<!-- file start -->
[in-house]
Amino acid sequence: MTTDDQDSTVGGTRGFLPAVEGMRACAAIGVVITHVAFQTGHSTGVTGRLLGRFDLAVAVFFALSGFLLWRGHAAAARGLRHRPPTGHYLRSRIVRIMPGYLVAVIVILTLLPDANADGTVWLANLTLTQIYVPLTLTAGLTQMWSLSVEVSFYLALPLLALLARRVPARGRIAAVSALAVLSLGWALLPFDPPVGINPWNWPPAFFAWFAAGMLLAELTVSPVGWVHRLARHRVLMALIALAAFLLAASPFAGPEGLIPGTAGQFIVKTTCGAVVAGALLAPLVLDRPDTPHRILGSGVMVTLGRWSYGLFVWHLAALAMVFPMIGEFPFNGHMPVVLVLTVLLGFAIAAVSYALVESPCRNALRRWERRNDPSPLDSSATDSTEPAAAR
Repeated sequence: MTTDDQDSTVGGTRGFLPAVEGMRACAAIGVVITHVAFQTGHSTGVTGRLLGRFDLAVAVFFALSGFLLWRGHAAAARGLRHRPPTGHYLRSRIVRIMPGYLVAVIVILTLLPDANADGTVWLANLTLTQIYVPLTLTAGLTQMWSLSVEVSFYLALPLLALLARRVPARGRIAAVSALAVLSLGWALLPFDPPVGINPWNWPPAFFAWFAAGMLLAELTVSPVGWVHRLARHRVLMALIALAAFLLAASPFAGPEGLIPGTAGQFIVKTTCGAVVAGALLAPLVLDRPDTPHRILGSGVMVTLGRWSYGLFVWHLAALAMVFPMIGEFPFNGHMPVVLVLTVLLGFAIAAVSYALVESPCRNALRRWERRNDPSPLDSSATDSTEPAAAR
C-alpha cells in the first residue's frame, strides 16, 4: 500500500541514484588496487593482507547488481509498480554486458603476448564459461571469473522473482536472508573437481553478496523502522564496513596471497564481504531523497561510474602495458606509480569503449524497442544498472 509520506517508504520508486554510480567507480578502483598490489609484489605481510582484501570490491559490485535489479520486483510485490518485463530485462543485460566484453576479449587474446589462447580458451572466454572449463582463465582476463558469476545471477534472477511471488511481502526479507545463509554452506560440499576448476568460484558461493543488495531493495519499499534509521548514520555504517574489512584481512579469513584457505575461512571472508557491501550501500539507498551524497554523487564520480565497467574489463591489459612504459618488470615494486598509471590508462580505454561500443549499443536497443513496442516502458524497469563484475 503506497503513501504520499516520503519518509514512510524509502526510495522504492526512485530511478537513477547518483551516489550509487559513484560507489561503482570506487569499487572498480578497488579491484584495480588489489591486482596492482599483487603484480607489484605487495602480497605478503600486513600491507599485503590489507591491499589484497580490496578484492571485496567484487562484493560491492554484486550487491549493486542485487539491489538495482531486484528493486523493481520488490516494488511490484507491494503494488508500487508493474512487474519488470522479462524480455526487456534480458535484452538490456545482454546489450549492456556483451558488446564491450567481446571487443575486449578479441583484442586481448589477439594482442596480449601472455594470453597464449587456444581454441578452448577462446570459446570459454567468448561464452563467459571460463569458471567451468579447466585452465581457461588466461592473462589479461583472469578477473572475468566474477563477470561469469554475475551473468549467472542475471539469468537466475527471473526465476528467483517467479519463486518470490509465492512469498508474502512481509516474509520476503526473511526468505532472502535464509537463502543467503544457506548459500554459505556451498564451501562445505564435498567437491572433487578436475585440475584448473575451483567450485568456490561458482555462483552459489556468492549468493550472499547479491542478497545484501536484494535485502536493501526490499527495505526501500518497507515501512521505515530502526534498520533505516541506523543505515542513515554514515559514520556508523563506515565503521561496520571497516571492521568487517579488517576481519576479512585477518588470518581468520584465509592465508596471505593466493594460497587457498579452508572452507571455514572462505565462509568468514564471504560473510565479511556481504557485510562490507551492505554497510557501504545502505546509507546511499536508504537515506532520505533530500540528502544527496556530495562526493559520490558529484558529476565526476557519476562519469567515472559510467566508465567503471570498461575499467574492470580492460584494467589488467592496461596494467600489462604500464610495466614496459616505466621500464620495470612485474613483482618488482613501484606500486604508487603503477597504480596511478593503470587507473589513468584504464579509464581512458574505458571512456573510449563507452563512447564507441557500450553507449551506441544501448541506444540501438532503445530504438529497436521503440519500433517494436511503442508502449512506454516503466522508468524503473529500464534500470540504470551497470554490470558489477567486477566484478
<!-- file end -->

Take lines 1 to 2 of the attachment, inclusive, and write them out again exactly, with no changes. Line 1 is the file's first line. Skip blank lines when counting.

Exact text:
[in-house]
Amino acid sequence: MTTDDQDSTVGGTRGFLPAVEGMRACAAIGVVITHVAFQTGHSTGVTGRLLGRFDLAVAVFFALSGFLLWRGHAAAARGLRHRPPTGHYLRSRIVRIMPGYLVAVIVILTLLPDANADGTVWLANLTLTQIYVPLTLTAGLTQMWSLSVEVSFYLALPLLALLARRVPARGRIAAVSALAVLSLGWALLPFDPPVGINPWNWPPAFFAWFAAGMLLAELTVSPVGWVHRLARHRVLMALIALAAFLLAASPFAGPEGLIPGTAGQFIVKTTCGAVVAGALLAPLVLDRPDTPHRILGSGVMVTLGRWSYGLFVWHLAALAMVFPMIGEFPFNGHMPVVLVLTVLLGFAIAAVSYALVESPCRNALRRWERRNDPSPLDSSATDSTEPAAAR